Respondent is using the disputed domain names to intentionally divert Internet users to the associated website, which displays third-party links to competing websites. In cases such as this, the Panel may assume that Respondent is collecting click-through fees and attempting to profit by creating a likelihood of confusion between Complainant’s mark and the disputed domain names. The Panel finds that Respondent’s use of the disputed domain names is evidence of bad faith registration and use pursuant to Policy ¶ 4(b)(iv). See Associated Newspapers Ltd. v. Domain Manager, FA 201976 (Nat. Arb. Forum Nov. 19, 2003) (“Respondent's prior use of the <mailonsunday.com> domain name is evidence of bad faith pursuant to Policy ¶ 4(b)(iv) because the domain name provided links to Complainant's competitors and Respondent presumably commercially benefited from the misleading domain name by receiving ‘click-through-fees.’”); see also Kmart v. Khan, FA 127708 (Nat. Arb. Forum Nov. 22, 2002) (finding that if the respondent profits from its diversionary use of the complainant's mark when the domain name resolves to commercial websites and the respondent fails to contest the complaint, it may be concluded that the respondent is using the domain name in bad faith pursuant to Policy ¶ 4(b)(iv)).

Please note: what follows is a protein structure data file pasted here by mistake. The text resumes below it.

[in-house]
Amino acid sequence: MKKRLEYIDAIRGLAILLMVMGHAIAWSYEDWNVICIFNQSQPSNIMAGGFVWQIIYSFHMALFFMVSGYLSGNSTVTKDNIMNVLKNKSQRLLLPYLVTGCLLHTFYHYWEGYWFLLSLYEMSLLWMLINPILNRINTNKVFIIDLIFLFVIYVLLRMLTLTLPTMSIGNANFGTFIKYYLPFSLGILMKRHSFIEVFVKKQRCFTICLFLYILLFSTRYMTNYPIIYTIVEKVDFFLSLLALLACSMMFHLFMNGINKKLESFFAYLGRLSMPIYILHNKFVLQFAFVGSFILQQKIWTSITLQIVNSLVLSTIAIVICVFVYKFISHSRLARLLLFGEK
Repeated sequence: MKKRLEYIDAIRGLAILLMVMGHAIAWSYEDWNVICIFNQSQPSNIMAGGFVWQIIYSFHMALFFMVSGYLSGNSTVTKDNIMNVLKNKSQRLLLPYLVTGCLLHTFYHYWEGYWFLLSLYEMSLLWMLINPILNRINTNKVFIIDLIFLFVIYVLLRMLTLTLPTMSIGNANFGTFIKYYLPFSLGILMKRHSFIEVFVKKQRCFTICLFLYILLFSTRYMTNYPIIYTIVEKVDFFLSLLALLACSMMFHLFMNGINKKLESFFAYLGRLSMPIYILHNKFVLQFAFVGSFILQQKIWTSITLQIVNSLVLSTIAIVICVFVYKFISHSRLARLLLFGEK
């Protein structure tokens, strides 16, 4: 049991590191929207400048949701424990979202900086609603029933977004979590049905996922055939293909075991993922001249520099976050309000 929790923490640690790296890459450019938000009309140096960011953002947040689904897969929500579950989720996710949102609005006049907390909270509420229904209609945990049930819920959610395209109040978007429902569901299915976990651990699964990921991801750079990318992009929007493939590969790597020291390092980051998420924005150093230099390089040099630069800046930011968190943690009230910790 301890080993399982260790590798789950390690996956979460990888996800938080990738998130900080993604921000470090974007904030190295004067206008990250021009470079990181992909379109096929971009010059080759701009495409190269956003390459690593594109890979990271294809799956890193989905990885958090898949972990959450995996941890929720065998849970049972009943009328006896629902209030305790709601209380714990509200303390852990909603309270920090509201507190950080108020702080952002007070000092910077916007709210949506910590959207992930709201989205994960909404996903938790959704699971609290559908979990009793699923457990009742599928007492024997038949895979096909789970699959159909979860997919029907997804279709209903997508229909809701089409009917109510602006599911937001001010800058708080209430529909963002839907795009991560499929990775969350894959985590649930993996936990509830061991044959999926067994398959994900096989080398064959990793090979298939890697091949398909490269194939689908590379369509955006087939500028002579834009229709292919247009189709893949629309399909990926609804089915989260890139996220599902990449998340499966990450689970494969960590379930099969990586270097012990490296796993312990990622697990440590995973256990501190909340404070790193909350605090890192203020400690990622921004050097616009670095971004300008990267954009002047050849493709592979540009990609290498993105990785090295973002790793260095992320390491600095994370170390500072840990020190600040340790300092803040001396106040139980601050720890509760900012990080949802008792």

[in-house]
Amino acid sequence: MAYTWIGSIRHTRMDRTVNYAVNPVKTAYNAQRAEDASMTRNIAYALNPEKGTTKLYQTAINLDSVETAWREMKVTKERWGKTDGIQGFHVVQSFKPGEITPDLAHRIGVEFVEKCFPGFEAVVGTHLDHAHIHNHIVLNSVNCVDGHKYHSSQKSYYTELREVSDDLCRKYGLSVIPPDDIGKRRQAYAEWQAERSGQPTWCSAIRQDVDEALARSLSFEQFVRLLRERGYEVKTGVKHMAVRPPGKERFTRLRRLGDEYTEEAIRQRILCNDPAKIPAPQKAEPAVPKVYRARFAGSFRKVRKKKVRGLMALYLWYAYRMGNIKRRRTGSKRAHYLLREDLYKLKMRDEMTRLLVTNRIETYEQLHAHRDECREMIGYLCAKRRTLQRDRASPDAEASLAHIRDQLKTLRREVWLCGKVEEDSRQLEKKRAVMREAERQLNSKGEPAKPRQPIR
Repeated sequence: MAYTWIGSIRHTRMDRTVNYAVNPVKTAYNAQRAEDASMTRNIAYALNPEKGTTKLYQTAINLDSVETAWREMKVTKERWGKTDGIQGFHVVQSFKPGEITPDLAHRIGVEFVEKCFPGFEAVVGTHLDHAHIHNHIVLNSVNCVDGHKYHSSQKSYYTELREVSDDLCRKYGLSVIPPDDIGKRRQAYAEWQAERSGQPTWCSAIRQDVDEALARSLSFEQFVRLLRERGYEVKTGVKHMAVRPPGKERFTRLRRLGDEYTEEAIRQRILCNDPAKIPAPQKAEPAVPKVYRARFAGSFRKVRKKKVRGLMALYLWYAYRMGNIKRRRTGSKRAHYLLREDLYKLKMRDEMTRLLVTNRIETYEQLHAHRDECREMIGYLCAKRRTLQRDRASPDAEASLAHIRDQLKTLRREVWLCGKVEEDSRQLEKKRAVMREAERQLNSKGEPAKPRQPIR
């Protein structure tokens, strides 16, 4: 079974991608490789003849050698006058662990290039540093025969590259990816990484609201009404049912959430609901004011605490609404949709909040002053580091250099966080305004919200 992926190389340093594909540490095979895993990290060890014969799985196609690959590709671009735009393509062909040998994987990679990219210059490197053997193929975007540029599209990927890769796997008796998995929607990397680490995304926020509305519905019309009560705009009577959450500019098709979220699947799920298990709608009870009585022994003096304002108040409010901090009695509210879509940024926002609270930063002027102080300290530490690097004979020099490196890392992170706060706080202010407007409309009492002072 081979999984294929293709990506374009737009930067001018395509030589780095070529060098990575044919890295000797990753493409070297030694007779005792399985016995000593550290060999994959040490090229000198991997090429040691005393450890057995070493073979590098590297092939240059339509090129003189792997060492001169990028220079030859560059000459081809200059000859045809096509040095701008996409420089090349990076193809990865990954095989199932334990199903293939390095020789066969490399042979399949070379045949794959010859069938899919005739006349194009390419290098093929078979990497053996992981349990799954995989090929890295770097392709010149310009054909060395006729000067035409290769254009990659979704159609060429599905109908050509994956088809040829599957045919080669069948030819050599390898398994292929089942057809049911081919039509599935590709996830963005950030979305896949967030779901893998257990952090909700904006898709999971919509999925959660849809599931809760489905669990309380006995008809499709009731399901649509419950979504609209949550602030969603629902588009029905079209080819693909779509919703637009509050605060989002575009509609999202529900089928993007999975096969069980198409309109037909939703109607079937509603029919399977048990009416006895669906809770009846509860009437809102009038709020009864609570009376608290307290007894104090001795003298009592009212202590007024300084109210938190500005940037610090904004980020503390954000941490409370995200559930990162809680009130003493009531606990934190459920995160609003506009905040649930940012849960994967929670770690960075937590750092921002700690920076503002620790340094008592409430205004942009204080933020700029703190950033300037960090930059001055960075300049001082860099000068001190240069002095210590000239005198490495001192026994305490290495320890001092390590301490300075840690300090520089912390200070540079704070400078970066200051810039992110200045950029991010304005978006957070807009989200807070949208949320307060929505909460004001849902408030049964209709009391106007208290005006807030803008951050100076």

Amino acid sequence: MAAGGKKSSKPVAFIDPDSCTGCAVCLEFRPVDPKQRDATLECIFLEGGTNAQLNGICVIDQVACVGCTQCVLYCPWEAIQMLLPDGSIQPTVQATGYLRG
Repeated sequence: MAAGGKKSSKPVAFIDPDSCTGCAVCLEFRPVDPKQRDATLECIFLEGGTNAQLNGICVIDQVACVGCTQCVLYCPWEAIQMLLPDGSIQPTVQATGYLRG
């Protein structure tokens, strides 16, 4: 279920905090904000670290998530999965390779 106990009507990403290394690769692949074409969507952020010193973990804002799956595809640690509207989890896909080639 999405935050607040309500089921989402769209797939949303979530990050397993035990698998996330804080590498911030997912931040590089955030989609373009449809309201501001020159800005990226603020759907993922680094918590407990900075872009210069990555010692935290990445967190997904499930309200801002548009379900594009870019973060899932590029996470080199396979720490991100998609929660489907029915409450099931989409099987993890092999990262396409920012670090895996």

In addition, the Panel finds that Respondent’s use of the disputed domain names to disrupt the business of Complainant by offering links to competitors is further evidence of bad faith registration and use pursuant to Policy ¶ 4(b)(iii). See Travant Solutions, Inc. v. Cole, FA 203177 (Nat. Arb. Forum Dec. 6, 2003) (“Respondent registered and used the domain name in bad faith, pursuant to Policy ¶ 4(b)(iii), because it is operating on behalf of a competitor of Complainant . . .”); see also Disney Enters., Inc. v. Noel, FA 198805 (Nat. Arb. Forum Nov. 11, 2003) (“Respondent registered a domain name confusingly similar to Complainant's mark to divert Internet users to a competitor's website. It is a reasonable inference that Respondent's purpose of registration and use was to either disrupt or create confusion for Complainant's business in bad faith pursuant to Policy ¶¶ 4(b)(iii) [and] (iv).”).
The Panel finds that Policy ¶ 4(a)(iii) has been satisfied.
Having established all three elements required under the ICANN Policy, the Panel concludes that relief shall be GRANTED.
Accordingly, it is Ordered that the <wellsfargoinvestmentbank.com> and <wellsfargobanks.net> domain names be TRANSFERRED from Respondent to Complainant.
James A. Carmody, Esq., Panelist
Dated: January 22, 2009